Quakers were among the earliest settlers of Niagara County, and one such woman left a fascinating account of those early days in a journal she faithfully scribbled in daily.
Aunt Ednah Dean Smith and her husband, Dr. Isaac W. Smith, migrated to Lockport in April of 1821, and left a legacy detailing pioneer life in the rapidly emerging county. The late county historian Clarence O. Lewis said she was dubbed Aunt Ednah "because of her lovable ways."
Today personal journals have largely been replaced by disappearing blogs, which will undoubtedly cause consternation among historians of the future. But old-time journals still exist, and Aunt Ednah's is one of the most interesting.
The good doctor bought a lot in Lockport and contracted to have a log house built. Ednah said in her journal that they expected the house to be completed when they arrived with all their possessions, but were shocked at the scene they encountered.
"We were confronted with a sorry outlook," she penned. "The logs were up in the shape of a house, to be sure, and a temporary roof was on made of oak staves lashed to the rafters, but there were no doors or windows, no partitions, a small fireplace with the back of the chimney on the lower floor, from the ceiling it had four sides up to the roof. Altogether it had a very dreary air to one accustomed to the common comforts of life."
They moved in, put up a bed and hung blankets over the open windows and doorway. Without many materials with them, they had to fasten the blankets to the wood with forks.
But, as luck would have it, "that night a terrific storm of wind and rain came on, accompanied by thunder and lightning. The strain on the forks was tremendous and finally notwithstanding all our experience out they flew and down came the wet blankets, flapping and fluttering in the room."
They moved the bed away from the rain and tried to sleep through the night.
The next day they sent to Niagara Falls for windows and doors. Luckily, it did not rain again until they had the windows and doors installed.
The floor consisted of planks that were not nailed down, she wrote, thus they clattered when walked upon. And then they warped, "until they were not unlike a cradle in shape," increasing the clatter. She said they had to turn the planks over every couple weeks to flatten them out. Then a neighbor building a log house had a chimney collapse, and some workers were injured. Aunt Ednah took them in to care for the injured and house the homeless.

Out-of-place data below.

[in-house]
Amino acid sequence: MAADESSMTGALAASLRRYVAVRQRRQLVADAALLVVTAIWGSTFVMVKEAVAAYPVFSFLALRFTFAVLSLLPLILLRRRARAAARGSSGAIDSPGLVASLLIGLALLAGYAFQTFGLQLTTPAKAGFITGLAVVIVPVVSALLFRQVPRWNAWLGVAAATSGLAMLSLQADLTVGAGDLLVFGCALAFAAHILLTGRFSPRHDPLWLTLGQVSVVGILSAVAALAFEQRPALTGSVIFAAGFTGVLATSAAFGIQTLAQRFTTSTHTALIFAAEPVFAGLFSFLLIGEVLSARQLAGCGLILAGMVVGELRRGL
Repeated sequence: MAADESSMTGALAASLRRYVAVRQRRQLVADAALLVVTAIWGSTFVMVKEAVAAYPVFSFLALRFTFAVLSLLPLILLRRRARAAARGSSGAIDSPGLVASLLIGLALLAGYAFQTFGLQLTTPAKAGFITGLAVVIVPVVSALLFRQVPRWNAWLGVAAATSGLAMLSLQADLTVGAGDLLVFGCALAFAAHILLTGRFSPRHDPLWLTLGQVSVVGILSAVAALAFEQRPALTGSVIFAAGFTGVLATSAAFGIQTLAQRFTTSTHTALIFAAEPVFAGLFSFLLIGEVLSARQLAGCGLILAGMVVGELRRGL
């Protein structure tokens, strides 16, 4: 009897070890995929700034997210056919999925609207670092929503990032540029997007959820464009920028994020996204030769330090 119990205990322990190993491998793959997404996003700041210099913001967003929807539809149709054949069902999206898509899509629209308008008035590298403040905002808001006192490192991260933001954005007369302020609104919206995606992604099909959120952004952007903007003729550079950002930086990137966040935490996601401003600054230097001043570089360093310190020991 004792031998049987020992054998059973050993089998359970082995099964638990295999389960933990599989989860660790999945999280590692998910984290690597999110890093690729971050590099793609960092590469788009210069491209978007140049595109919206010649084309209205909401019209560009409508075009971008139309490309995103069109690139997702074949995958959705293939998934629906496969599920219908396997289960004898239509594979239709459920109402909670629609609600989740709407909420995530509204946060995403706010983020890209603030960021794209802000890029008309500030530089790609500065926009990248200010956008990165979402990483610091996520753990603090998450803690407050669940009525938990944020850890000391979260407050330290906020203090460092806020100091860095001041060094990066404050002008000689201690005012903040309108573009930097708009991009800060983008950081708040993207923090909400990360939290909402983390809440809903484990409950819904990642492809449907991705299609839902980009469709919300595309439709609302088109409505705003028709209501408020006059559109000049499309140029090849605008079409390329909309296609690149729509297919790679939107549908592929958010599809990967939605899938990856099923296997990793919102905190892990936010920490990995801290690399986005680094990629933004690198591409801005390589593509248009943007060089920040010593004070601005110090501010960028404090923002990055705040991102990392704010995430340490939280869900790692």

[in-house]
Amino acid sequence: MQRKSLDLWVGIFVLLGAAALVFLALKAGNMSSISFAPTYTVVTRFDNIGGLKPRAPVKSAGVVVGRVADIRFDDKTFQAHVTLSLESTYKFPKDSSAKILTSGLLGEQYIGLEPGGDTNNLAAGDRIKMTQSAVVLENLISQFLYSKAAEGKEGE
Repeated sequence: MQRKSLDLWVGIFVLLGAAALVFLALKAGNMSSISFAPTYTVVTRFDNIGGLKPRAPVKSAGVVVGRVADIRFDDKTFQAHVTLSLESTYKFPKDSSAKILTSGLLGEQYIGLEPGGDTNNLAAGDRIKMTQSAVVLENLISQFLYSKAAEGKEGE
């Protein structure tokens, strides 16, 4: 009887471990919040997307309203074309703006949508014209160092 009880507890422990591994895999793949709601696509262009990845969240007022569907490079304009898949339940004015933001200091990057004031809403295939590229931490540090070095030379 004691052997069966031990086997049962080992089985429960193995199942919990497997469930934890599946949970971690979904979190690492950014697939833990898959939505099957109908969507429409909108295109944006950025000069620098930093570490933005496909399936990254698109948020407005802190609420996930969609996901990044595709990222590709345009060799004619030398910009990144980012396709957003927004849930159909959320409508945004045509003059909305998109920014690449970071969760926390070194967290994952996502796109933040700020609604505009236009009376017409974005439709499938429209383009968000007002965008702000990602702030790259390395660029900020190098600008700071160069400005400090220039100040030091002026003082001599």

"We had no place for them but a low loft or chamber where two were put, the other on a cot in our common room. A ladder was the only access to the chambers and up that we climbed with all the appliances necessary to care for the sick and wounded."
Eventually, she said, they finished the cellar, replaced the roof and raised it by putting several more logs on the sides. But all did not go well with that construction job either.
The man they hired to do the work promised faithfully, she wrote, that the work would be completed immediately.
"One fine morning he brought a large force of men and the roof was removed," she wrote. Nothing was taken from the chambers, so certain were we that it would be completed the next day. The workmen left at noon for dinner and nothing more was heard from them for a week.
"As could be expected, the weather did not cooperate and rain came during that period, soaking the insides of the house. We were obliged to sit with raised umbrellas to protect us from the rain."
But they finally got the house completed and lived there for several years. She kept a positive attitude despite these annoyances, noting some had it worse, with "agues, fevers and other diseases incident to a new country."
In later years, she added, "notwithstanding these trials and tribulations, I can look back to no part of my life in which was more real enjoyment than the first few years of our life in Lockport. We had youth, health and hope of better times to animate us, and so much neighborly kindness and good feeling as rendered inconveniences endurable."
|Niagara Falls Reporter||www.niagarafallsreporter.com||March 1, 2011|